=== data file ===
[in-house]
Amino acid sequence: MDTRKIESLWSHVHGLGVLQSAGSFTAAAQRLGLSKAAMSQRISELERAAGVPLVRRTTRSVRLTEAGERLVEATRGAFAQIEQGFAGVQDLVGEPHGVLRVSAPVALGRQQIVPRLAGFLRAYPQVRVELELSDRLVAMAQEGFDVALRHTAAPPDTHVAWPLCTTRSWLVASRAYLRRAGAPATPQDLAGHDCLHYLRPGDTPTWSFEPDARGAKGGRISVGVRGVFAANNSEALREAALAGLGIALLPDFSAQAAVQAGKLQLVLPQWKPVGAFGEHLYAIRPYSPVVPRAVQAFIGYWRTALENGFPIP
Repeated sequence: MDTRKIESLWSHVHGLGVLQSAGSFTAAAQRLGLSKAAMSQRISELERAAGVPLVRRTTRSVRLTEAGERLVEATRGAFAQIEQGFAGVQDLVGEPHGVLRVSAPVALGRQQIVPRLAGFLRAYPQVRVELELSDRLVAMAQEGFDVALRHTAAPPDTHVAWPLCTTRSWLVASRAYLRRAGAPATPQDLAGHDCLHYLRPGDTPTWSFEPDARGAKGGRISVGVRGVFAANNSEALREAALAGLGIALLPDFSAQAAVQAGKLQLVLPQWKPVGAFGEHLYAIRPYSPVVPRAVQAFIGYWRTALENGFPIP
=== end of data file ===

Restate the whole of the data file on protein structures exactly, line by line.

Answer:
[in-house]
Amino acid sequence: MDTRKIESLWSHVHGLGVLQSAGSFTAAAQRLGLSKAAMSQRISELERAAGVPLVRRTTRSVRLTEAGERLVEATRGAFAQIEQGFAGVQDLVGEPHGVLRVSAPVALGRQQIVPRLAGFLRAYPQVRVELELSDRLVAMAQEGFDVALRHTAAPPDTHVAWPLCTTRSWLVASRAYLRRAGAPATPQDLAGHDCLHYLRPGDTPTWSFEPDARGAKGGRISVGVRGVFAANNSEALREAALAGLGIALLPDFSAQAAVQAGKLQLVLPQWKPVGAFGEHLYAIRPYSPVVPRAVQAFIGYWRTALENGFPIP
Repeated sequence: MDTRKIESLWSHVHGLGVLQSAGSFTAAAQRLGLSKAAMSQRISELERAAGVPLVRRTTRSVRLTEAGERLVEATRGAFAQIEQGFAGVQDLVGEPHGVLRVSAPVALGRQQIVPRLAGFLRAYPQVRVELELSDRLVAMAQEGFDVALRHTAAPPDTHVAWPLCTTRSWLVASRAYLRRAGAPATPQDLAGHDCLHYLRPGDTPTWSFEPDARGAKGGRISVGVRGVFAANNSEALREAALAGLGIALLPDFSAQAAVQAGKLQLVLPQWKPVGAFGEHLYAIRPYSPVVPRAVQAFIGYWRTALENGFPIP